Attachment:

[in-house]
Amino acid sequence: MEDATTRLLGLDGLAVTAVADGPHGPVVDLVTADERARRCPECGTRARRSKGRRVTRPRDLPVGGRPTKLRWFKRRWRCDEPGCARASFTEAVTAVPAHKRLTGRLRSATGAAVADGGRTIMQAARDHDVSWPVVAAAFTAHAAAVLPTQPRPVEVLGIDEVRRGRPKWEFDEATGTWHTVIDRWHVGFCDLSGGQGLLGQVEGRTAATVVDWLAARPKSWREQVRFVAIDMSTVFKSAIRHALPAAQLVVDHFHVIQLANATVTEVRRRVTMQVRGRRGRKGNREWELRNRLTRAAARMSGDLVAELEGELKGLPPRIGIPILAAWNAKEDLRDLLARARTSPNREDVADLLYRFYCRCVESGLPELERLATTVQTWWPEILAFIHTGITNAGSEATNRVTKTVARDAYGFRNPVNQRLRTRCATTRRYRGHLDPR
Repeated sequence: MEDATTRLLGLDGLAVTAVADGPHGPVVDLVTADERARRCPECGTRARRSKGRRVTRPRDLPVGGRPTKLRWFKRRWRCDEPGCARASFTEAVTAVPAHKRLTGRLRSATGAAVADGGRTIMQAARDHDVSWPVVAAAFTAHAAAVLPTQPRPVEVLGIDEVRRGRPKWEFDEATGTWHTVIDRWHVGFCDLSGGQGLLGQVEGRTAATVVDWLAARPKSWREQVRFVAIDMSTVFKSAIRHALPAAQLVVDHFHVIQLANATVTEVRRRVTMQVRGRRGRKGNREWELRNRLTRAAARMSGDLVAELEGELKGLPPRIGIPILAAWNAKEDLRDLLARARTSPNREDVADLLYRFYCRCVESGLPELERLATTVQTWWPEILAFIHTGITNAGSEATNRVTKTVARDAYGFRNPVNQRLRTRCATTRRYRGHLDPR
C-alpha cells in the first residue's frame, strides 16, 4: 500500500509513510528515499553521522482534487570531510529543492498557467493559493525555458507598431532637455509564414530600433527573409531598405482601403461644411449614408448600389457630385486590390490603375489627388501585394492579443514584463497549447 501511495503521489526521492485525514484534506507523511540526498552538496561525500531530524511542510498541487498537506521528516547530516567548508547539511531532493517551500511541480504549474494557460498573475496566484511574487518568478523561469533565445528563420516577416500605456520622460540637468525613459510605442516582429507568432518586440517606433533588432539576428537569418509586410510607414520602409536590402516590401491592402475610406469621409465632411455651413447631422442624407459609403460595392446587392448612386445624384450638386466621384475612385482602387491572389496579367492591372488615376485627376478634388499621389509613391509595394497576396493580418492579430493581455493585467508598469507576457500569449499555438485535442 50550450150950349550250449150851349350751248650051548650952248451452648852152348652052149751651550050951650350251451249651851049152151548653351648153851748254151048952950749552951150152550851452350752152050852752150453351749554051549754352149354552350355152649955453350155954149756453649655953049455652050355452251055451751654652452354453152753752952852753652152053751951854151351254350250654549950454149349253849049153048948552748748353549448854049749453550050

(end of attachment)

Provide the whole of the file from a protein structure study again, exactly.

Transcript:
[in-house]
Amino acid sequence: MEDATTRLLGLDGLAVTAVADGPHGPVVDLVTADERARRCPECGTRARRSKGRRVTRPRDLPVGGRPTKLRWFKRRWRCDEPGCARASFTEAVTAVPAHKRLTGRLRSATGAAVADGGRTIMQAARDHDVSWPVVAAAFTAHAAAVLPTQPRPVEVLGIDEVRRGRPKWEFDEATGTWHTVIDRWHVGFCDLSGGQGLLGQVEGRTAATVVDWLAARPKSWREQVRFVAIDMSTVFKSAIRHALPAAQLVVDHFHVIQLANATVTEVRRRVTMQVRGRRGRKGNREWELRNRLTRAAARMSGDLVAELEGELKGLPPRIGIPILAAWNAKEDLRDLLARARTSPNREDVADLLYRFYCRCVESGLPELERLATTVQTWWPEILAFIHTGITNAGSEATNRVTKTVARDAYGFRNPVNQRLRTRCATTRRYRGHLDPR
Repeated sequence: MEDATTRLLGLDGLAVTAVADGPHGPVVDLVTADERARRCPECGTRARRSKGRRVTRPRDLPVGGRPTKLRWFKRRWRCDEPGCARASFTEAVTAVPAHKRLTGRLRSATGAAVADGGRTIMQAARDHDVSWPVVAAAFTAHAAAVLPTQPRPVEVLGIDEVRRGRPKWEFDEATGTWHTVIDRWHVGFCDLSGGQGLLGQVEGRTAATVVDWLAARPKSWREQVRFVAIDMSTVFKSAIRHALPAAQLVVDHFHVIQLANATVTEVRRRVTMQVRGRRGRKGNREWELRNRLTRAAARMSGDLVAELEGELKGLPPRIGIPILAAWNAKEDLRDLLARARTSPNREDVADLLYRFYCRCVESGLPELERLATTVQTWWPEILAFIHTGITNAGSEATNRVTKTVARDAYGFRNPVNQRLRTRCATTRRYRGHLDPR
C-alpha cells in the first residue's frame, strides 16, 4: 500500500509513510528515499553521522482534487570531510529543492498557467493559493525555458507598431532637455509564414530600433527573409531598405482601403461644411449614408448600389457630385486590390490603375489627388501585394492579443514584463497549447 501511495503521489526521492485525514484534506507523511540526498552538496561525500531530524511542510498541487498537506521528516547530516567548508547539511531532493517551500511541480504549474494557460498573475496566484511574487518568478523561469533565445528563420516577416500605456520622460540637468525613459510605442516582429507568432518586440517606433533588432539576428537569418509586410510607414520602409536590402516590401491592402475610406469621409465632411455651413447631422442624407459609403460595392446587392448612386445624384450638386466621384475612385482602387491572389496579367492591372488615376485627376478634388499621389509613391509595394497576396493580418492579430493581455493585467508598469507576457500569449499555438485535442 50550450150950349550250449150851349350751248650051548650952248451452648852152348652052149751651550050951650350251451249651851049152151548653351648153851748254151048952950749552951150152550851452350752152050852752150453351749554051549754352149354552350355152649955453350155954149756453649655953049455652050355452251055451751654652452354453152753752952852753652152053751951854151351254350250654549950454149349253849049153048948552748748353549448854049749453550050